System Administration & Network Administration
bash grep
Updated Fri, 12 Aug 2022 11:12:22 GMT

grep/list bash recursive

parts = grep "/root/backups/*"
for part in $parts
    echo $part
    rm -rf $part #delete

I basically need to iterate through a folder and return every item in the folder using a Bash script.

Unable to get working via grep, although may be a much simpler way. First line is pure pseudo-no-clue-code.


This can easily be done without looping.

If you just want to get rid of the files, just use rm:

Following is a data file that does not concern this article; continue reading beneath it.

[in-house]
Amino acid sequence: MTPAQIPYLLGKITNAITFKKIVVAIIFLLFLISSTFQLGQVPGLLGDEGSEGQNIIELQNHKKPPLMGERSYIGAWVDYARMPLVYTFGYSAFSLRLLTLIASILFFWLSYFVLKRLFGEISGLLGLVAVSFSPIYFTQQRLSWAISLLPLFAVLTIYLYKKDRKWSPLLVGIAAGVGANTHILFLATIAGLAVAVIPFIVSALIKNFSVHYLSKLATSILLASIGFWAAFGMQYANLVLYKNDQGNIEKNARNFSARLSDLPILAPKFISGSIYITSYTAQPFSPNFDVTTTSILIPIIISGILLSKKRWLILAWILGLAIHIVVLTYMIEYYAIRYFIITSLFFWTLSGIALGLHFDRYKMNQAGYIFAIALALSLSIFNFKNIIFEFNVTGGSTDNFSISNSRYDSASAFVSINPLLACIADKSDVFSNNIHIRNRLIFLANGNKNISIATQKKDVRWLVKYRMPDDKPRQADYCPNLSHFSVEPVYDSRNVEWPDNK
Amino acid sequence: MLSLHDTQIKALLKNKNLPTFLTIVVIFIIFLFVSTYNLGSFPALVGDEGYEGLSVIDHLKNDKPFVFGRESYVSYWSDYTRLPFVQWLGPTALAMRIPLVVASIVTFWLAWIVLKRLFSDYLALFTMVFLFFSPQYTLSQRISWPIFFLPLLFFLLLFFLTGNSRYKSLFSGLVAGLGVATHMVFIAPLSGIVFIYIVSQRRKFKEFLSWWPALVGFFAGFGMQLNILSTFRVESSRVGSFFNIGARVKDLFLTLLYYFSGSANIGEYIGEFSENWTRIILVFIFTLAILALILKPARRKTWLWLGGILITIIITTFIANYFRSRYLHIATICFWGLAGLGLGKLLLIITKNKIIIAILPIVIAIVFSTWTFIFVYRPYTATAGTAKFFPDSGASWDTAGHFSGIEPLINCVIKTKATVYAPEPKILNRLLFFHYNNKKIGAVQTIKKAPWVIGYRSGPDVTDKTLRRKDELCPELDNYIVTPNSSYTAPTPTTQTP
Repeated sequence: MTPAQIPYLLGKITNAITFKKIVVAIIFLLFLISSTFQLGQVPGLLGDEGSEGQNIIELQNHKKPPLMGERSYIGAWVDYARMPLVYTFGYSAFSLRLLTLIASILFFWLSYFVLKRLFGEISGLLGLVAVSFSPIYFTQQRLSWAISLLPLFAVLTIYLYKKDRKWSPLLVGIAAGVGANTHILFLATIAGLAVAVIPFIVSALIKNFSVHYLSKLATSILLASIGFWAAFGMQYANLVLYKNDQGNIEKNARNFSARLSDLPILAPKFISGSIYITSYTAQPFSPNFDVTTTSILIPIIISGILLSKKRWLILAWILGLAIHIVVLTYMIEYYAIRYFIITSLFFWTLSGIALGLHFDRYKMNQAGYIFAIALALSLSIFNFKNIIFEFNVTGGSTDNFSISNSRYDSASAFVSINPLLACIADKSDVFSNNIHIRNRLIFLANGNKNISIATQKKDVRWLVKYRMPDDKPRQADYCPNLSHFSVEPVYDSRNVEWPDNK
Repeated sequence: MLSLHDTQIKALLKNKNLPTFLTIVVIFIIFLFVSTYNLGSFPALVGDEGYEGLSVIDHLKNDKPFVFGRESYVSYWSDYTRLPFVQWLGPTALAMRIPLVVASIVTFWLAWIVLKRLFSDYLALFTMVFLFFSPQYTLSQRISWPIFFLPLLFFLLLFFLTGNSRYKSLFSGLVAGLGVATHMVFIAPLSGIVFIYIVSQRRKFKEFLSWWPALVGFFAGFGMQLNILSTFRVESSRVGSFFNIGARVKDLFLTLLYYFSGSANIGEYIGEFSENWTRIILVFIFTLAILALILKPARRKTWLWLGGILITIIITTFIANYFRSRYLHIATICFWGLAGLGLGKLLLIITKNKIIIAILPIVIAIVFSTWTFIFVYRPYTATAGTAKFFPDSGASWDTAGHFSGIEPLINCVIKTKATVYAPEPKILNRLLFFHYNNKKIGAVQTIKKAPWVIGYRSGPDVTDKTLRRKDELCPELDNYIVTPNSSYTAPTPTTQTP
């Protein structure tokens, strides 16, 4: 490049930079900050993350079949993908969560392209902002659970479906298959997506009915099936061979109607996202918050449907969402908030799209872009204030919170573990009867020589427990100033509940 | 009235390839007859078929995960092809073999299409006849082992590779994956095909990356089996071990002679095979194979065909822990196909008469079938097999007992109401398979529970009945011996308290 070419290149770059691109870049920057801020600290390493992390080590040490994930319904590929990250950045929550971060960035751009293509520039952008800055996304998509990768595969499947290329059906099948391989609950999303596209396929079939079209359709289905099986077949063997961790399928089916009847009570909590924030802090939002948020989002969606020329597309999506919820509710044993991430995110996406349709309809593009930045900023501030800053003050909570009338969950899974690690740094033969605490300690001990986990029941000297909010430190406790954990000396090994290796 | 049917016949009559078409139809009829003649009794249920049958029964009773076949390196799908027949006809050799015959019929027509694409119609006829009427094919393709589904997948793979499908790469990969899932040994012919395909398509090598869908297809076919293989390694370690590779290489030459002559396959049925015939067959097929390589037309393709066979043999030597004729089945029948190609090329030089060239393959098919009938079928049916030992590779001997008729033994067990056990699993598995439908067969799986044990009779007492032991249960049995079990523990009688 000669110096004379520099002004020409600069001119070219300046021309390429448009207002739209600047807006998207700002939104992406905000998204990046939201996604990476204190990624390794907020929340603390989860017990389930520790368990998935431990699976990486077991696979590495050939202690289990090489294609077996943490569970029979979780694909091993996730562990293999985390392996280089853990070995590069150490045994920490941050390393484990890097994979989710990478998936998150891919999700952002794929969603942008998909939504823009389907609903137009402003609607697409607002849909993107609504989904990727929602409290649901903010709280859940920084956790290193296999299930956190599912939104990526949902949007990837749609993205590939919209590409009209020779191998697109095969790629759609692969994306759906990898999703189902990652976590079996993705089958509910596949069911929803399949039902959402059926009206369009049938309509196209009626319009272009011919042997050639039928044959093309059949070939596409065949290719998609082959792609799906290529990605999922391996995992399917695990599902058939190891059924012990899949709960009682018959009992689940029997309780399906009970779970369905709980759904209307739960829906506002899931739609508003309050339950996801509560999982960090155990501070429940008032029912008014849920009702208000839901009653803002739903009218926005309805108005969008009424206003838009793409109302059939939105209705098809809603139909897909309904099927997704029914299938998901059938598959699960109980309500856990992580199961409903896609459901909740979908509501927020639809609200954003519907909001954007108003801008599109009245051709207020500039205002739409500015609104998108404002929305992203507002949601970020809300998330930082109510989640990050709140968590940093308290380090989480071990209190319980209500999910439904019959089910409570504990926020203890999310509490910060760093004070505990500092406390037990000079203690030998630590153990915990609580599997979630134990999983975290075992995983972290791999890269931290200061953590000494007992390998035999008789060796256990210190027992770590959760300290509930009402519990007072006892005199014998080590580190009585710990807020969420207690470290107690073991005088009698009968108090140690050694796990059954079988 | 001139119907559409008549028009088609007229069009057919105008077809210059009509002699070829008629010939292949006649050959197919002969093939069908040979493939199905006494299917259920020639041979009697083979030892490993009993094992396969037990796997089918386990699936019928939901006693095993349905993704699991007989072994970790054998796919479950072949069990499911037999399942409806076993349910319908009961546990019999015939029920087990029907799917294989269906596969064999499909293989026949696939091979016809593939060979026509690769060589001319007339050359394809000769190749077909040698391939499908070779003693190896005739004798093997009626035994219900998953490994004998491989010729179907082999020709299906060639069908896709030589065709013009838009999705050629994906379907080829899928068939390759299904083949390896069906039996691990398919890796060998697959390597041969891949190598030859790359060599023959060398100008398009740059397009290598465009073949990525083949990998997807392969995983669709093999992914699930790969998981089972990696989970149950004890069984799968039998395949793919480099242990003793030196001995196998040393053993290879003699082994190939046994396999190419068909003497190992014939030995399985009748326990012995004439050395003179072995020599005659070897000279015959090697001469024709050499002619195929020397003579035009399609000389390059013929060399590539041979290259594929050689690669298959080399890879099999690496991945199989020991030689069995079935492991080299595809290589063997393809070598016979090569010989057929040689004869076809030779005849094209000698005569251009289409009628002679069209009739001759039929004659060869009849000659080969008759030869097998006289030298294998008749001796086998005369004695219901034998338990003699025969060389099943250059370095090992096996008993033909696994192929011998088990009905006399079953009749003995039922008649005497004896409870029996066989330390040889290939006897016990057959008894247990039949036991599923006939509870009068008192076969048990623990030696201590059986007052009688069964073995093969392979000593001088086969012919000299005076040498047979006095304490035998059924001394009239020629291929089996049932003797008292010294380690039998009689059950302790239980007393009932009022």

$ rm -rf /root/backups/*

If you want to show the filenames as you delete them, use find instead:

$ find /root/backups -maxdepth 1 -mindepth 1 -print -exec rm -rf {} \;

The -maxdepth option tells find to not descend any further than one level from the starting point, /root/backups. The -mindepth option tells find where to start returning results, effectively telling find to ignore the the starting point. The -print option just prints the found files to the screen. With the -exec, the {} are replaced with the found files, so this calls rm to delete them.

EDIT: eliminated an unnecessary -exec per comment

Comments (2)

  • +0 – Would -print and -delete work in place of your -exec's? — Dec 21, 2010 at 20:48  
  • +0 – You could use -print to replace the first -exec, but -delete will not work on directories that are not already empty. I think you'll still need the second -exec. — Dec 21, 2010 at 20:58